Suicide and bullying are public health problems that affect youth.
Suicide was the second leading cause of death among youth ages 10-24 in 2015. While most youth who are involved in bullying do not engage in suicide-related behaviors, those who have been bullied or who bully others are more likely to report suicidal thoughts and suicide attempts. Both bullying others and being bullied are linked to feelings of hopelessness and helplessness –feelings that increase a young person’s risk of suicide.
CDC’s new resource, Preventing Suicide: A Technical Package of Policy, Programs, and Practices - PDF, highlights seven science-based strategies that states and communities can use to prevent suicide by:
- Strengthening economic supports
- Strengthening access to and delivery of suicide care
- Creating protective environments
- Promoting connectedness
- Teaching coping and problem-solving skills
- Identifying and supporting people at risk
- Lessening harms and preventing future risk
Some of the strategies focus directly on youth, such as promoting connectedness and social interactions that encourage youth to seek help and confide in trusted adults, and teaching coping and problem-solving skills that can help youth tackle everyday challenges with peers, school, and other common sources of stress.
Other strategies focus on adults who work with youth, such as training teachers and coaches to identify and support youth who may be at risk of suicide and helping to lessen and prevent future risk (e.g. suicide contagion/”copy-cat” suicides) after a suicide has taken place.
Evidence shows the use of multiple strategies is likely to have the greatest impact on suicide prevention.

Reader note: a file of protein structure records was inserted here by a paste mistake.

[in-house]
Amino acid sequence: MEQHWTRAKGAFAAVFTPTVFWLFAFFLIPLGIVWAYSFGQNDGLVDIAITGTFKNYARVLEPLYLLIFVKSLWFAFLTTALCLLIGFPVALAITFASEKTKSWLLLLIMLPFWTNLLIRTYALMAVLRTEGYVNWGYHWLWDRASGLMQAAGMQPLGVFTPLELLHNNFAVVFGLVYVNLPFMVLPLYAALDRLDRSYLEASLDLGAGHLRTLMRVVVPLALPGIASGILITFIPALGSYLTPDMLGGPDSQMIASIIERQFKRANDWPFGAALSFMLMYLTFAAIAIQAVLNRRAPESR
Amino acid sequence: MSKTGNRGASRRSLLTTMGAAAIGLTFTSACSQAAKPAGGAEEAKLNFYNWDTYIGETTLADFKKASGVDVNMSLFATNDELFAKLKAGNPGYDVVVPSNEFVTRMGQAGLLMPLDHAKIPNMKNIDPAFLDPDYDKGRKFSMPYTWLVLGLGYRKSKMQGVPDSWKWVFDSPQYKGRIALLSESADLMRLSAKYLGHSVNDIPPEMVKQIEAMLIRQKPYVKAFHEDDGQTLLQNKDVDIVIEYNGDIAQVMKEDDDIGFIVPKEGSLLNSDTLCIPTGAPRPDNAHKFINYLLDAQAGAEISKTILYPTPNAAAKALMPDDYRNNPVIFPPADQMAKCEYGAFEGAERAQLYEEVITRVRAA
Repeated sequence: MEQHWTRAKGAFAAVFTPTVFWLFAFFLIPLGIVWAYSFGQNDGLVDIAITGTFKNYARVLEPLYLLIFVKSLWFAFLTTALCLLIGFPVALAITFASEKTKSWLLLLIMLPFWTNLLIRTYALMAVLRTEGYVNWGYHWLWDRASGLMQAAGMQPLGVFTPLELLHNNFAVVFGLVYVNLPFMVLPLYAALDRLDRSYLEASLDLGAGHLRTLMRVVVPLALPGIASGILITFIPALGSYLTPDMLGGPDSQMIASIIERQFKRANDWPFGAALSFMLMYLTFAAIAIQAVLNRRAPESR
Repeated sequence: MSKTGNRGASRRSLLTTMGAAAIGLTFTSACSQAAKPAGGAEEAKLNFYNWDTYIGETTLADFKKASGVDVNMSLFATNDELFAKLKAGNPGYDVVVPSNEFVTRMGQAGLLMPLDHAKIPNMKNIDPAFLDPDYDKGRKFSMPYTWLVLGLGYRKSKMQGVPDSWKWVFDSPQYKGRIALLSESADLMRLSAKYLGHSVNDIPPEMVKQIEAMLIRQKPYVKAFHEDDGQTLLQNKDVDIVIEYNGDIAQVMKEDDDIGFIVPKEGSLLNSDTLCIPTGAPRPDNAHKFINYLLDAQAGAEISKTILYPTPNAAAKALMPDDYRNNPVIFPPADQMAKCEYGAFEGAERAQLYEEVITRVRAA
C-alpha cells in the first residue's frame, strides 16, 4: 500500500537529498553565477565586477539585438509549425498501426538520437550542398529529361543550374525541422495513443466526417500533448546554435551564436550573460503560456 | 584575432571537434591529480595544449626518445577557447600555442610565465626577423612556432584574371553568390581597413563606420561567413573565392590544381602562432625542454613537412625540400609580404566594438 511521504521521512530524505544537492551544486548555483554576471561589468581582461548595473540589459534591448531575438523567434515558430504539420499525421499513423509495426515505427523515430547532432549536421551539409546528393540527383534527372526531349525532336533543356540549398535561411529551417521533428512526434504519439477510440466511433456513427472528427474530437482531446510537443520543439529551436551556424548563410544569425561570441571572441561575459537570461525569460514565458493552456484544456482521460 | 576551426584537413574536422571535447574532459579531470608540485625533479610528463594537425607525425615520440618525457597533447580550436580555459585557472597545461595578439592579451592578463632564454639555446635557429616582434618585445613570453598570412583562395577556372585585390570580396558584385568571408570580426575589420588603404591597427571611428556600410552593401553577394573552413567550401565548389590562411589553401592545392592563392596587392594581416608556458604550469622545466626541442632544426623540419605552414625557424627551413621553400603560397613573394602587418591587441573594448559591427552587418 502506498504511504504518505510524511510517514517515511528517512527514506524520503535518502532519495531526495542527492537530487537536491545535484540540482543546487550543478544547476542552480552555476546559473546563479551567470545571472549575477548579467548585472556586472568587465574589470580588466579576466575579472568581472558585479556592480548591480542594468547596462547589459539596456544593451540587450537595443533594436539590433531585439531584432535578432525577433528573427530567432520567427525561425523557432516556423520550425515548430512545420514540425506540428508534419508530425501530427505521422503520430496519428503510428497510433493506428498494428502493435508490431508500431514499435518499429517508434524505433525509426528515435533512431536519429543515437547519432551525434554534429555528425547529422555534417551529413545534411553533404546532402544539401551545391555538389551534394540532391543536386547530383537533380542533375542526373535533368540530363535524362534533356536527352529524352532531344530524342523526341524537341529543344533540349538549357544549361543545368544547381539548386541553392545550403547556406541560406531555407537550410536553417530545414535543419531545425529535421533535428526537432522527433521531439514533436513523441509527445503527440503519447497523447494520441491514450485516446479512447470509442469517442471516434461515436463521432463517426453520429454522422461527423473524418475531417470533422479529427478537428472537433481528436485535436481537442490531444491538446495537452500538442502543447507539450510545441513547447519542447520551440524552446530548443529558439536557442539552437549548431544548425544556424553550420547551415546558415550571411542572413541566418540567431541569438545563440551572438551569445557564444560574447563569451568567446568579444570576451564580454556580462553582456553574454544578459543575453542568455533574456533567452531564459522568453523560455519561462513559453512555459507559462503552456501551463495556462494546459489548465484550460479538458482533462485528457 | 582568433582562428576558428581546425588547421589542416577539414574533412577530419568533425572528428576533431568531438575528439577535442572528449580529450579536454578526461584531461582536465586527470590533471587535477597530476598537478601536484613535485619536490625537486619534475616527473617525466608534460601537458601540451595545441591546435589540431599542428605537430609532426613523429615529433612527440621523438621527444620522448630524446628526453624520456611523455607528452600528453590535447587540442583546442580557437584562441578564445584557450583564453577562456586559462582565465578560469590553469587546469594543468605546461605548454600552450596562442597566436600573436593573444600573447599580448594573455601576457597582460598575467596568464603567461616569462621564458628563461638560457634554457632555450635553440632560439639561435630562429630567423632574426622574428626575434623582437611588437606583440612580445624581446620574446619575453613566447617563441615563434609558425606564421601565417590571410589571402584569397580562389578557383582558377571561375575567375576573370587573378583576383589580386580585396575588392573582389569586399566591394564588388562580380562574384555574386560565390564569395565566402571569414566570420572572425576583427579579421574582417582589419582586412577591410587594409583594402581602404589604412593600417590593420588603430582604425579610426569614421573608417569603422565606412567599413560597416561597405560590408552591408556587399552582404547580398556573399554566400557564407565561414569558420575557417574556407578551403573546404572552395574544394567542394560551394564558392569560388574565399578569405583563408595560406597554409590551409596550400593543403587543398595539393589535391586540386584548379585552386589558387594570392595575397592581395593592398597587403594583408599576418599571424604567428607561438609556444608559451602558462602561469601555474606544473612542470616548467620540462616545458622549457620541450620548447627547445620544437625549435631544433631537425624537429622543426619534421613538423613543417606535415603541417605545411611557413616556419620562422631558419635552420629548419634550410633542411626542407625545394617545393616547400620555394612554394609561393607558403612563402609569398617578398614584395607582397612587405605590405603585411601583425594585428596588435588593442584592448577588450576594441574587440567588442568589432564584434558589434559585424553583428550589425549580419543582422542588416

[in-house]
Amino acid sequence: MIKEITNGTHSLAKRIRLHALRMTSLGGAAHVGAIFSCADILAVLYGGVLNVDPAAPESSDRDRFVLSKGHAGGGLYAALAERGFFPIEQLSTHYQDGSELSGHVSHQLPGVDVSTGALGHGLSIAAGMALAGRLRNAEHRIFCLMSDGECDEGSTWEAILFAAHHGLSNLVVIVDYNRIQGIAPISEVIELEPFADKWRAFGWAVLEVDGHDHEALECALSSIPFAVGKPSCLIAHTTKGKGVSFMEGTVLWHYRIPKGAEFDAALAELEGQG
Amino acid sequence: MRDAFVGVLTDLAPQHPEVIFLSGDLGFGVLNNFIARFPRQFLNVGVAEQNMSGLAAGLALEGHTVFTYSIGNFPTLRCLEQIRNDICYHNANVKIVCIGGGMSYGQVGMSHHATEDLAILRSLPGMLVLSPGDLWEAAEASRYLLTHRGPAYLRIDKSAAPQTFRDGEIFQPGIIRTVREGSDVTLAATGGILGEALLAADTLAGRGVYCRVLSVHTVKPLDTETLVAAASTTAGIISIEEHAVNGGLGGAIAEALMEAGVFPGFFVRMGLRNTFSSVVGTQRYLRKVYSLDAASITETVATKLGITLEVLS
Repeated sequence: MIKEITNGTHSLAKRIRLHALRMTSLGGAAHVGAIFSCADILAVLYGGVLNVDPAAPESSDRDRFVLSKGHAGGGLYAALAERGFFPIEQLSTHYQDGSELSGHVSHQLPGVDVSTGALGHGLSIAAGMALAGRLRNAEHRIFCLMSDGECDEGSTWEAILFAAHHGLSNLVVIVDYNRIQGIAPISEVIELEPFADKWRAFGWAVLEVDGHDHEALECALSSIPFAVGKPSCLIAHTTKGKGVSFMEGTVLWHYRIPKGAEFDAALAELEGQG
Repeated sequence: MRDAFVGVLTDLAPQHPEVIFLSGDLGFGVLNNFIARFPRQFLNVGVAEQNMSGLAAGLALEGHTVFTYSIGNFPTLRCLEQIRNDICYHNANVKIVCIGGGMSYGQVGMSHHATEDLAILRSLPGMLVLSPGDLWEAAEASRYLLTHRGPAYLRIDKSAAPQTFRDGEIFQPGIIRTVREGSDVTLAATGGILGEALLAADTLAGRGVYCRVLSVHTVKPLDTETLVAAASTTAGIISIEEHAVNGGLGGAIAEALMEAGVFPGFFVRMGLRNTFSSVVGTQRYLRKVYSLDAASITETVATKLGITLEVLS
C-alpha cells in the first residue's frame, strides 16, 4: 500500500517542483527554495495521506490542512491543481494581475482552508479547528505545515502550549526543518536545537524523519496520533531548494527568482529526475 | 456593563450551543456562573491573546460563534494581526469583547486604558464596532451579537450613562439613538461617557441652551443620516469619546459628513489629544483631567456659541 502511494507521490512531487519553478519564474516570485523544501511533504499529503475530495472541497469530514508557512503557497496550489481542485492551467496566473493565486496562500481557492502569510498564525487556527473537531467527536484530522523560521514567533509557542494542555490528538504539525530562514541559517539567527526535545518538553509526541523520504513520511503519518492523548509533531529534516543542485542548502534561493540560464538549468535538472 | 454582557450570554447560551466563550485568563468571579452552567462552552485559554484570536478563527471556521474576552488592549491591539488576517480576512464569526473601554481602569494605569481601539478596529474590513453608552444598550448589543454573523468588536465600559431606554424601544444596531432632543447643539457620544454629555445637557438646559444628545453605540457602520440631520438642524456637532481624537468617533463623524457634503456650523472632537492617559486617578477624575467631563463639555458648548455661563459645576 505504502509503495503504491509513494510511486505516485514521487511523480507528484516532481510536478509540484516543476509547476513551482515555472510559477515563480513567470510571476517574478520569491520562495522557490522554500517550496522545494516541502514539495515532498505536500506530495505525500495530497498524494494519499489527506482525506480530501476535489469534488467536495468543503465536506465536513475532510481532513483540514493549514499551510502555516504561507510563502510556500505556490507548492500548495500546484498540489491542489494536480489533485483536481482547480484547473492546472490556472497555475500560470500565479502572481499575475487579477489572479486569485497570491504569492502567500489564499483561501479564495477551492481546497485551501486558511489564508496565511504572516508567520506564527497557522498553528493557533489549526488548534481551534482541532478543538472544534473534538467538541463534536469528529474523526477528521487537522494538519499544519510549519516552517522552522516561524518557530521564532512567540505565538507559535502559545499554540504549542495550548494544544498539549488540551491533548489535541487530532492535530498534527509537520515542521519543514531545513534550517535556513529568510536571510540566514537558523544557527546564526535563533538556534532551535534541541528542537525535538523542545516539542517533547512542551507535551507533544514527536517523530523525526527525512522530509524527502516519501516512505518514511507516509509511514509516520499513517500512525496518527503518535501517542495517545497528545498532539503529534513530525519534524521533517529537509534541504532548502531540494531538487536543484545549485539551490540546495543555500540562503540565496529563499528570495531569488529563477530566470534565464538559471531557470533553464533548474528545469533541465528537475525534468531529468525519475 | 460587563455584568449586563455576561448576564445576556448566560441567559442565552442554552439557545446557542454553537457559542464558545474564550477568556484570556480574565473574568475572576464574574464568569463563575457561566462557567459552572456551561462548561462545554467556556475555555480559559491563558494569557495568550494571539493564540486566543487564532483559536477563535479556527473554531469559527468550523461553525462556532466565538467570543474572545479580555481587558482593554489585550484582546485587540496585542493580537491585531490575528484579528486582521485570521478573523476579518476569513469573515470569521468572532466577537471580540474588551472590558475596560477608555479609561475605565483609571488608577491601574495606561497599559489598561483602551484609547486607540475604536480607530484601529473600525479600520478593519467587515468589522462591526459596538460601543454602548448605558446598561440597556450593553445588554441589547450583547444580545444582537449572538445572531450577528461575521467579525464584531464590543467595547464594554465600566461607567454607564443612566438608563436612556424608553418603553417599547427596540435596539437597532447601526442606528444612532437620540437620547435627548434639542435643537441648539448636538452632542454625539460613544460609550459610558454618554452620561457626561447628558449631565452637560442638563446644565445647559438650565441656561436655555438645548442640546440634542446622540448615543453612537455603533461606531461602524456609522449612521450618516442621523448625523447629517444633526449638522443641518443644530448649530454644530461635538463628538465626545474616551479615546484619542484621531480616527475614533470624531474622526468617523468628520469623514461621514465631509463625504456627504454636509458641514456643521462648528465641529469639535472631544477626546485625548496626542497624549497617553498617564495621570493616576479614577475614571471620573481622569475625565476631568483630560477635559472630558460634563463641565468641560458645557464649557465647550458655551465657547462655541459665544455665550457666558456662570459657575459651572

CDC resource based on best available evidence
CDC’s suicide prevention technical package is based on the best available evidence to prevent or reduce public health problems like suicide. It is meant as a resource to guide decision-making in communities and states. It has three parts:
- The strategy lays out the direction or actions to achieve the goal of preventing violence
- The approach includes the specific ways to advance the strategy
- The evidence is included for each of the approaches to prevent violence or associated risk factors
What can you do to help prevent youth suicide?
The CDC strategies are designed to help schools, communities, public health officials, and other stakeholders work together to prevent suicide.
If you are already working to do this, the technical package can help you find areas where you can expand your activities. If you haven’t yet begun suicide prevention, it can help you plan and prioritize activities.
We have a responsibility to our youth and communities to promote healthy and safe development for young people. We hope the strategies in the suicide prevention technical package will help you get started today.
For more information on suicide prevention at CDC: https://www.cdc.gov/violenceprevention/suicide/index.html.
And remember, if you or anyone you know is thinking about suicide or needs support, help is always available. Call the National Suicide Prevention Lifeline at 1-800-273-HELP (8255) or visit http://suicidepreventionlifeline.org.
September is National Suicide Prevention Awareness Month and National Suicide Prevention Awareness Week takes place from Sept. 11-17.